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January 23, 2017

What if the populists clash with one another?

Marine Le Pen, Frauke Petry, Geert Wilders, and Matteo Salvini, the leaders of the National Front in France, the AfD in Germany, the PVV in the Netherlands, and the Lega in Italy, met in the German city of Koblenz to co-ordinate their strategy ahead of a string of elections in all four countries. The common theme was the tyranny of the EU, the debate about which has reached a new linguistic escalation. Petry puts it this way.

"Europe has never tolerated an occupying power. Neither Napoleonic France, nor Nazi Germany. Nor the Soviet Union. And it will not tolerate the EU, God willing, any longer."

With language like this, it would probably be unwise to take a complacent view of what could happen if any of them ever got into power. Petry's theme was echoed by the others with various degrees of hysteria. Wilders gave his speech in German, in which he criticised the elites and their insistence that all cultures are morally equivalent. 

The only sign of discord at the meeting, which was attended by 1,000 delegates, was a comment by one of the leaders of the AfD who said that his party should keep a certain distance from the FN because of Le Pen's protectionistic economic policy. Germany is after all a country with a 9% current account surplus - a reality that even the AfD cannot escape.

Timothy Garten-Ash focused on precisely this theme: what happens once the interests of the various nationalists collide? This is already the case in the UK, where the English nationalism that supported Brexit is now colliding with Scottish nationalism. It gets really scary when you look at Trump and China. The risk of an accidental naval or air confrontation in the South or East China Seas is far from negligible. The outcome would then depend on the wisdom and statecraft of Donald Trump and Xi Jinping. Here is his scary conclusion:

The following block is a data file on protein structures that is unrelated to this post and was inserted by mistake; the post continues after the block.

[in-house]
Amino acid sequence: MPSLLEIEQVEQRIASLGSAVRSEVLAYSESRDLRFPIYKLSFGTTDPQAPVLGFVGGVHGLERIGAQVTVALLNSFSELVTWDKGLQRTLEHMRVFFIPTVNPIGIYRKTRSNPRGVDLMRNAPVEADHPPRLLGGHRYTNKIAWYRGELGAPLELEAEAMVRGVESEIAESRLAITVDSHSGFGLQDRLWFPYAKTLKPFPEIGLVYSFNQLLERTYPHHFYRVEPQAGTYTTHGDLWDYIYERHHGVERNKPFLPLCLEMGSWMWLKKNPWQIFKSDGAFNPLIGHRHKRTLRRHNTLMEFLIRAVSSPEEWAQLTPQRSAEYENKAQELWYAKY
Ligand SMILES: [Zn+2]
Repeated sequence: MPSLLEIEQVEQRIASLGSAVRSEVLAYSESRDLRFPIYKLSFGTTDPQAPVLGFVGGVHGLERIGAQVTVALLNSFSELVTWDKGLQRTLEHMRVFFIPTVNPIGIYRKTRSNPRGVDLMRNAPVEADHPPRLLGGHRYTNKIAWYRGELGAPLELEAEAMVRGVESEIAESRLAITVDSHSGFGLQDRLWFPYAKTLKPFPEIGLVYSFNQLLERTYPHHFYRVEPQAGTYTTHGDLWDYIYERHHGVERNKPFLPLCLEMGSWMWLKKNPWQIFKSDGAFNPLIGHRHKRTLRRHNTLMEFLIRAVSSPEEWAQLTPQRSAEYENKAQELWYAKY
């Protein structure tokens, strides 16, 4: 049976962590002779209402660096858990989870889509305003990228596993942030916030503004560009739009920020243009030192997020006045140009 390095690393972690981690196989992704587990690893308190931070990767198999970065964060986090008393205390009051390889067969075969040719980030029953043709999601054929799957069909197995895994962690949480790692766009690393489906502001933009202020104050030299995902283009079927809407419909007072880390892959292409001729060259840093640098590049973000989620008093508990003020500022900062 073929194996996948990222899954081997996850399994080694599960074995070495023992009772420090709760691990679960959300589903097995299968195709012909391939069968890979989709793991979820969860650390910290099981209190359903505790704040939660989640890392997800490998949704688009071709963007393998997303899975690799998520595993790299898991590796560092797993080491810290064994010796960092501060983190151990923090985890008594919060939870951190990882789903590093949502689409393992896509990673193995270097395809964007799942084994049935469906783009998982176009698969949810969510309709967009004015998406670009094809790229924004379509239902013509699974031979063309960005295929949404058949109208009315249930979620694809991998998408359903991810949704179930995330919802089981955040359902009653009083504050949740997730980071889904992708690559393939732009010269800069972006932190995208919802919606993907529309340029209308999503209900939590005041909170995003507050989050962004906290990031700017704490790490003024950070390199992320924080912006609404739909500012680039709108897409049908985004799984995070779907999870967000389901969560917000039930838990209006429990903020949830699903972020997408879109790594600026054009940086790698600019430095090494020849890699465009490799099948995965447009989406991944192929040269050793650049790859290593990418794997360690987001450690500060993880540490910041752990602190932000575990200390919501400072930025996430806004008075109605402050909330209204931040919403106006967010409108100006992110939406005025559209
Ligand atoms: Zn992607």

"No, I’m not predicting the third world war. But a 21st-century variant of the Cuban missile crisis? Entirely possible. So let’s have no illusions. Up on the magic mountain in Davos, Trump’s smooth-talking mouthpiece Anthony Scaramucci tries to persuade us that everything is going to be fine. He says “the path to globalism for the world is through the American worker” (unpick that if you can), and that Trump’s “disruptive change” is going to be “a positive thing in [our] lives”. Don’t be fooled; don’t be Scaramuccied. We are in for a dangerous, rough ride over the next few years, and we’d better be ready for it."

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January 23, 2017

Why the euro is a real problem for the German left

Bernd Riexinger is one of the co-chairs of the German left party, and he has written an important article in which he takes on the party's controversy about the euro and the EU. This is important not because we think his party will be part of the next government coalition - though there is an outside chance that it might be - but because we expect the pro-EU majority after the September elections to be rather thin.